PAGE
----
Why All Patients with Advanced Non-Small Cell Lung Cancer (NSCLC) Should Have Their Tumors Tested for EGFR and ALK Abnormalities

The anaplastic lymphoma kinase (ALK) fusion oncogene and the epidermal growth factor receptor (EGFR) represent molecular targets in a subset of non-small cell lung cancers (NSCLCs). NSCLC accounts for nearly 85 % of all lung cancers with 7 % of patients harbouring an abnormal ALK gene and as many as 17 % of patients positive for EGFR. Treatments targeting EGFR (erlotinib) and ALK (crizotinib) have demonstrated impressive antitumor activity in the majority of patients  harbouring these oncogenes however, the cancers typically develop resistance to these drugs within one year. AP26113 is dual inhibitor of ALK and EGFR designed to overcome resistance to crizotinib and erlotinib. Preclinical data has shown that AP26113 is highly active against crizotinib and erlotinib resistant cancer cells both in-vitro and in-vivo. I like this AP26113 because it is a highly selective drug that targets treatment resistant tumors by attacking two different oncogenic pathways. The following link is to an upcoming AP26113 clinical trial for patients with NSCLC.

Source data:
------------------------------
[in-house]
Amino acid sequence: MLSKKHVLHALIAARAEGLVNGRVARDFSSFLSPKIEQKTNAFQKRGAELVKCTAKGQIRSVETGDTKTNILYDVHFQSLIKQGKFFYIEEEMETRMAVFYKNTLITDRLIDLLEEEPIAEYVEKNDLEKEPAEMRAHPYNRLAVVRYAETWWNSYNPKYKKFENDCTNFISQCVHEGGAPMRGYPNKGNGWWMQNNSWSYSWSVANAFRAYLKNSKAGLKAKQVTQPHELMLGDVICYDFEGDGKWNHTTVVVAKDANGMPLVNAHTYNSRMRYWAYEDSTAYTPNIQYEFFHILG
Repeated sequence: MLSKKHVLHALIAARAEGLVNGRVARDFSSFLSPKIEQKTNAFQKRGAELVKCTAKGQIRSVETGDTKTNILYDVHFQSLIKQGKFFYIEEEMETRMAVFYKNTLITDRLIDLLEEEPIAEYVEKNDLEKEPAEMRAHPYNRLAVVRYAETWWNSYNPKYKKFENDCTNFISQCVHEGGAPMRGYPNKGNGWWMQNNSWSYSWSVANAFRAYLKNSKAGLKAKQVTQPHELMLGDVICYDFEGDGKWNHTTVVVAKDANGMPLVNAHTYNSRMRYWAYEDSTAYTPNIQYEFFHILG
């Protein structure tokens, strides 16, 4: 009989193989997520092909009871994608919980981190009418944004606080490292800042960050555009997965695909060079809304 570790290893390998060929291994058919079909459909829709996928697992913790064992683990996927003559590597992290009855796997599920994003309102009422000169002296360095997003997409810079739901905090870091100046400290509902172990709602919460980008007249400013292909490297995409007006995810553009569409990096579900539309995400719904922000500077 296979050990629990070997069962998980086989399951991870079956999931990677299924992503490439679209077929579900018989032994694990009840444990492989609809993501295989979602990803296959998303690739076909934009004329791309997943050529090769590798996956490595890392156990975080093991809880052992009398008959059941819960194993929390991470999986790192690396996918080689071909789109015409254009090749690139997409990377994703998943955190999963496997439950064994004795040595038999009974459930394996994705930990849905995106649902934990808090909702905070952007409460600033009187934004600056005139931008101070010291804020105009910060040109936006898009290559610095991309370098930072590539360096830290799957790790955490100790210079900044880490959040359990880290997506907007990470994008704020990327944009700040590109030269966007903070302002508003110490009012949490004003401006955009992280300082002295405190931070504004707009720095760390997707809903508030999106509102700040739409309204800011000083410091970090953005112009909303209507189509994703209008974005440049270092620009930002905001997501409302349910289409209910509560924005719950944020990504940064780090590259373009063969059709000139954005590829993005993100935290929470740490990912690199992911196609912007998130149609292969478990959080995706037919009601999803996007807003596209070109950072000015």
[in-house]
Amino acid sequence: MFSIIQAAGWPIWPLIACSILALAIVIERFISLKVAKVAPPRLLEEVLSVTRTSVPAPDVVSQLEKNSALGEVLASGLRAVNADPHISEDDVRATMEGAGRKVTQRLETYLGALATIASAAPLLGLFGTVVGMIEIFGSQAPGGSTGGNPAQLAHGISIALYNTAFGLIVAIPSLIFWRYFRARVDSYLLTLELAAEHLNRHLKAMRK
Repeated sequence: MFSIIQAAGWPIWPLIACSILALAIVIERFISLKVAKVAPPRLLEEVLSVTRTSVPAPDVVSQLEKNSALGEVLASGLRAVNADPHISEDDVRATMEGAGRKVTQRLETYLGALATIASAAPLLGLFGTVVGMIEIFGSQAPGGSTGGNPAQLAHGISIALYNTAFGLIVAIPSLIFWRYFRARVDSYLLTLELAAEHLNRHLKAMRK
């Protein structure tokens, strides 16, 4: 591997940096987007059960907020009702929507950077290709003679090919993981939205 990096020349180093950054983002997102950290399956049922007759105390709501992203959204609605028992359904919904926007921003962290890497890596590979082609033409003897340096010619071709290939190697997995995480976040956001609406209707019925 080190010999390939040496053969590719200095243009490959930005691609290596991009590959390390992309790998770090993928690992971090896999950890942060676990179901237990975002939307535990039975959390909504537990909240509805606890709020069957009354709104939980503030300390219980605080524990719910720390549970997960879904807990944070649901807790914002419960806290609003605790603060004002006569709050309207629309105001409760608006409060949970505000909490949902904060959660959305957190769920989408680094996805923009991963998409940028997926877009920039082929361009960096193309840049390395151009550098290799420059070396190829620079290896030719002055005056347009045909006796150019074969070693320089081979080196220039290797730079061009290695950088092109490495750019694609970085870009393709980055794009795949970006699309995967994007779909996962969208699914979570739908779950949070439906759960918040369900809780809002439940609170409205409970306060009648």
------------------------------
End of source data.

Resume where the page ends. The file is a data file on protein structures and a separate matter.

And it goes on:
Pharmacokinetics and Preliminary Anti-Tumor Activity of the Oral ALK/EGFR Inhibitor AP26113.

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